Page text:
The high school didn't hold back. In the parking lot, students, some of them from the drama department, covered themselves in red syrup mixture made to look like blood and gashes that looked a little too real as they sprawled out on the asphalt. Eliason and the three other members of Squad 3 knelt beside the victims, surveying their injuries and tying colored bands around their wrists to signify the state of their conditions. Green meant minor, yellow was more serious but still okay to walk, and red meant critical. Black? Well, that was reserved for the mannequins.

"We've got to move her," Eliason said of a girl with a particularly bad leg wound. "She's a red."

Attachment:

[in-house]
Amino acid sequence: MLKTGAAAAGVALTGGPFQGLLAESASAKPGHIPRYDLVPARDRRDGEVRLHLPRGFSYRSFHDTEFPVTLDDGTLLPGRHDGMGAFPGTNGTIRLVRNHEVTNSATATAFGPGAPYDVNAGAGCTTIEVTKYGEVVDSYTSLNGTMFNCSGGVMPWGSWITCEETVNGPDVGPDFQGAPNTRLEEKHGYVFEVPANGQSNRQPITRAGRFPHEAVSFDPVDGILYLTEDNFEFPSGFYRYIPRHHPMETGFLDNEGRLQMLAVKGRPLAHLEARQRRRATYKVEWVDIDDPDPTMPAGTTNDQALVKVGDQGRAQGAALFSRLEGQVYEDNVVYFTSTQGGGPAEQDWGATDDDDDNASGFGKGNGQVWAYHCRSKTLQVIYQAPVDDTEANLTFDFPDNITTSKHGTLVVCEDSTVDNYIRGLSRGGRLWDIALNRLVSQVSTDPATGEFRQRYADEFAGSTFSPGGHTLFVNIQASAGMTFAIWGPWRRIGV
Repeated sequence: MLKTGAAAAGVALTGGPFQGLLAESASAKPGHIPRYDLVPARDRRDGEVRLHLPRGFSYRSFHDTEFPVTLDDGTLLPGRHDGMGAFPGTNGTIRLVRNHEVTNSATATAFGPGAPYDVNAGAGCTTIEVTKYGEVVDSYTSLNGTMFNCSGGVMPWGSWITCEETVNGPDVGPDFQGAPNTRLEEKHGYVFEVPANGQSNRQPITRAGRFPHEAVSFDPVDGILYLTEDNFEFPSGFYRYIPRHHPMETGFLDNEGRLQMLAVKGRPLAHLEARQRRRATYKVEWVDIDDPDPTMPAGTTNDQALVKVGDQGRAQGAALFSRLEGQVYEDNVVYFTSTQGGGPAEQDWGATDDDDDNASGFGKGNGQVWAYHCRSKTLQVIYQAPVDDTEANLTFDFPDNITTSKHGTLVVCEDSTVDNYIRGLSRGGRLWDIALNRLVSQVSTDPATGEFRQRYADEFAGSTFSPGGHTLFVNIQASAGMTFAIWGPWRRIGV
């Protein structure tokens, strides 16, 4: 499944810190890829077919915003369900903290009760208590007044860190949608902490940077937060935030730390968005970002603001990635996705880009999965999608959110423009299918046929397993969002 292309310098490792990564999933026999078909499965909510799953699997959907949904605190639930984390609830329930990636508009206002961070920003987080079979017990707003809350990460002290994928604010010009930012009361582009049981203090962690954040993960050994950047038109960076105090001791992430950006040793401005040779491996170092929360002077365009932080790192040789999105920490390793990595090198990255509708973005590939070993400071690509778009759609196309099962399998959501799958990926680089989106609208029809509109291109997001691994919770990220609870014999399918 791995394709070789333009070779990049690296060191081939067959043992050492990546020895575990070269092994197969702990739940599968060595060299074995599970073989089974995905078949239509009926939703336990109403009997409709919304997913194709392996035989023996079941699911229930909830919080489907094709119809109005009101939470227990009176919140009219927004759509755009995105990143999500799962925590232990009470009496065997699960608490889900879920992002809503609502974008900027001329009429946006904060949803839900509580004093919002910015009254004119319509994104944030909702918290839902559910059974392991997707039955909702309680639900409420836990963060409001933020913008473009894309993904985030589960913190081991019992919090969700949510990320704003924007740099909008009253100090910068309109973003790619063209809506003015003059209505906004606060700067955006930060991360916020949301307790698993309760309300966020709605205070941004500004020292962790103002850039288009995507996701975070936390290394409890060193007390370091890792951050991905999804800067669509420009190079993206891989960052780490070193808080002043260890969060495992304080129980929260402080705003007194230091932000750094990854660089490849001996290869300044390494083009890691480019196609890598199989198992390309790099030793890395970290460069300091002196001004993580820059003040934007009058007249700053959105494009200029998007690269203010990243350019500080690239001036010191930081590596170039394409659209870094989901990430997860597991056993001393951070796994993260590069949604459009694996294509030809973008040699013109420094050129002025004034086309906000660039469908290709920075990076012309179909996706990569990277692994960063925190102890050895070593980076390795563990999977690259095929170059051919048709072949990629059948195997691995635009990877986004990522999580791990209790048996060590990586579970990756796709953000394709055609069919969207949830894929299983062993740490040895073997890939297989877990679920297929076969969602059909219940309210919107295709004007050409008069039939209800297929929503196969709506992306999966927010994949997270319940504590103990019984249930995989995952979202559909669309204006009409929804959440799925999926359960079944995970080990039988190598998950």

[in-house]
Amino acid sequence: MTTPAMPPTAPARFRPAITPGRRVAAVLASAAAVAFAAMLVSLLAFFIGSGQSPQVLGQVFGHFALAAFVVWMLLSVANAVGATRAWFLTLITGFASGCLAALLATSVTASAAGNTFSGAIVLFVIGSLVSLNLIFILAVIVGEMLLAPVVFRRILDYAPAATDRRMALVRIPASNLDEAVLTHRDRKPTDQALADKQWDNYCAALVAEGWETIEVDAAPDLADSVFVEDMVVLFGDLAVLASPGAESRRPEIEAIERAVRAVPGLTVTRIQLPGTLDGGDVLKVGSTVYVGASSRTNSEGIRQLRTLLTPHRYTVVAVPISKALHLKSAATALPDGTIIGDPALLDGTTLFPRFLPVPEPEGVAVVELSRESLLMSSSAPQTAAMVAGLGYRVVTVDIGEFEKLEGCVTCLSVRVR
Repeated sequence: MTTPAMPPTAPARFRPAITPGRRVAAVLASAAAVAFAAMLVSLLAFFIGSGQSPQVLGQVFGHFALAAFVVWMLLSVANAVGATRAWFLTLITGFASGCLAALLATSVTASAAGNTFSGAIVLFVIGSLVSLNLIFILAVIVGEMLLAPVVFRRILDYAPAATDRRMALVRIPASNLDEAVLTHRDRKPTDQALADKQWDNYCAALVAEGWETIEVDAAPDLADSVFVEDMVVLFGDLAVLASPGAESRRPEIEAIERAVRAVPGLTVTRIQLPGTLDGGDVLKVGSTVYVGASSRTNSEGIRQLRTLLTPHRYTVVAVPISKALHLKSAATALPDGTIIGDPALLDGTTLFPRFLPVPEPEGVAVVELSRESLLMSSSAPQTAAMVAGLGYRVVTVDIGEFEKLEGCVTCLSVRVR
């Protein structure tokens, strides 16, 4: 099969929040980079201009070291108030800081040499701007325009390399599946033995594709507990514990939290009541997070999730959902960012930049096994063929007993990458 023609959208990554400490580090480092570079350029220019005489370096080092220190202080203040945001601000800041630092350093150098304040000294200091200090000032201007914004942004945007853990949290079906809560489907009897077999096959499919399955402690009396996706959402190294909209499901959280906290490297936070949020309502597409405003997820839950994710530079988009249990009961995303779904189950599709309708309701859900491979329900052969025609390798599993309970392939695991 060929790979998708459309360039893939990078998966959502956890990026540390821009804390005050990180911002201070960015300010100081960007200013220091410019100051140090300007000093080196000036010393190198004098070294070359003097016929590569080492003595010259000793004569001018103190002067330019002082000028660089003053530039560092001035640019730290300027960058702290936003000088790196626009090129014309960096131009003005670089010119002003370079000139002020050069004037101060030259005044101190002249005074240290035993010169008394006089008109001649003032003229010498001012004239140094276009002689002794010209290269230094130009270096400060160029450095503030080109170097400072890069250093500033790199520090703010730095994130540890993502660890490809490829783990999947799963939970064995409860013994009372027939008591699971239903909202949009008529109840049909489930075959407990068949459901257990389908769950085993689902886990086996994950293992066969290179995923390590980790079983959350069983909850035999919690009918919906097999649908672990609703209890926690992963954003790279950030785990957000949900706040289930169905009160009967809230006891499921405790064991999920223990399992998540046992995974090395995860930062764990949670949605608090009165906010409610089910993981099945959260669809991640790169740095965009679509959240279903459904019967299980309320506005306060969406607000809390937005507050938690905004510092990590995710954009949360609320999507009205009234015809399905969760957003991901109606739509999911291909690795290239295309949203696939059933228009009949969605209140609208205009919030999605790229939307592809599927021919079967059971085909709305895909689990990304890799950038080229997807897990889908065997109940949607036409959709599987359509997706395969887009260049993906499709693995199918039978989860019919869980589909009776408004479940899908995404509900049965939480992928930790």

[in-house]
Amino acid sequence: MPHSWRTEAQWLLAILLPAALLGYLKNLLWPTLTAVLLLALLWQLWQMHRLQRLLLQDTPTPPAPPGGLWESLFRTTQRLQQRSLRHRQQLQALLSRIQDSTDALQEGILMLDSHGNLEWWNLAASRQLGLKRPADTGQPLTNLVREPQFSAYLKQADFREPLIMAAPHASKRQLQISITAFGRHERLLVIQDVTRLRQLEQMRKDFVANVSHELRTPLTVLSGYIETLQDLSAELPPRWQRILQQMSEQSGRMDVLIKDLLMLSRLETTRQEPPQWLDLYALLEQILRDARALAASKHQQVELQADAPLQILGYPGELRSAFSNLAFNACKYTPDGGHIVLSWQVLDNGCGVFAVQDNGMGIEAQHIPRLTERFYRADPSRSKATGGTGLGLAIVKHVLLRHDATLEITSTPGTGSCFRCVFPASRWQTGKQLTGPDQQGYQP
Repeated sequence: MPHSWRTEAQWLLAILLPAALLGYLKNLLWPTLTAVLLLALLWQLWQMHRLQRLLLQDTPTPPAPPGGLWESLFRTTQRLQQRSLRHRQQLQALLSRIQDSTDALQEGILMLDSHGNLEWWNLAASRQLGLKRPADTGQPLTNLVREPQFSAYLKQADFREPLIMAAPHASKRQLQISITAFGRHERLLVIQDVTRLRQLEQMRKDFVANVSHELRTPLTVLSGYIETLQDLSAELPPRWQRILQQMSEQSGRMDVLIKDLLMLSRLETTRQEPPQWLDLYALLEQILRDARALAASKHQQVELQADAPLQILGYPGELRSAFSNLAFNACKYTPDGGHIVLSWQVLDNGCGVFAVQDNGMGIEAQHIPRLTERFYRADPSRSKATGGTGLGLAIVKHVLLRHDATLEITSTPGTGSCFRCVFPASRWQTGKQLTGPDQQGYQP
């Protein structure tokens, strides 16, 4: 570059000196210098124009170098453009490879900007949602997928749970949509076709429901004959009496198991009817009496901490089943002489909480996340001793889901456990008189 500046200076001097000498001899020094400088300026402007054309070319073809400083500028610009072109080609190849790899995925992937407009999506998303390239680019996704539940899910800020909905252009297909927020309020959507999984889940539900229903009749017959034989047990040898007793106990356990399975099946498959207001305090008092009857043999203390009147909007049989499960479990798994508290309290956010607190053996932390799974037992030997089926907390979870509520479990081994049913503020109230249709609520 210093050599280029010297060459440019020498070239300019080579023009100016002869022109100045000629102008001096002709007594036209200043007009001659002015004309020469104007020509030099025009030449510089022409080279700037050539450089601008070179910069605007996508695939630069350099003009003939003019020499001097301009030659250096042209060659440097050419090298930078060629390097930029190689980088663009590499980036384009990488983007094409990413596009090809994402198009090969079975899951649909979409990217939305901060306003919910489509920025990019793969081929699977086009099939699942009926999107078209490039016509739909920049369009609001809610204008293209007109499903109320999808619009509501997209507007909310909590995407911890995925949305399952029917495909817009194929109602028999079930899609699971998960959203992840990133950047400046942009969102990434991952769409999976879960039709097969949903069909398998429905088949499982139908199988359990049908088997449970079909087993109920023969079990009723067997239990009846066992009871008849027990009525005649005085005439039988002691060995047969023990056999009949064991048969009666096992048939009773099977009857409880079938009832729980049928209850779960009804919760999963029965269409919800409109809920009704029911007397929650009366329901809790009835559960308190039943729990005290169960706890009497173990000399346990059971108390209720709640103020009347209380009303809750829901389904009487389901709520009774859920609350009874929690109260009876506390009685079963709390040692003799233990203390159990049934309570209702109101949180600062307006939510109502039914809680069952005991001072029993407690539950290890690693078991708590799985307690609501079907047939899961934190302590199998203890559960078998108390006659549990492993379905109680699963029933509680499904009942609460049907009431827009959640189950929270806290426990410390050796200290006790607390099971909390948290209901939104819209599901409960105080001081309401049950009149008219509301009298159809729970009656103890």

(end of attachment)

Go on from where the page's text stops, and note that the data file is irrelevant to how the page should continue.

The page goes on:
He and one of his squad members, 19-year-old Nhi Phan, carried the girl across the parking lot to a first aid area, passing by their fellow students practicing firefighting, decontamination and other safety skills.

"Everything we're doing we've done over the last four years," said squad member Seirra Miller, 18.

For Miller, the day was another step toward graduating and pursuing her dream to become a nurse at Florida SouthWestern State College in Fort Myers. Miller said several girls in the program want to be nurses, including Phan, who's planning to attend St. Petersburg College. Eliason wants to be a firefighter in Tampa, like his dad, a job he feels he's been well-prepared for in the program.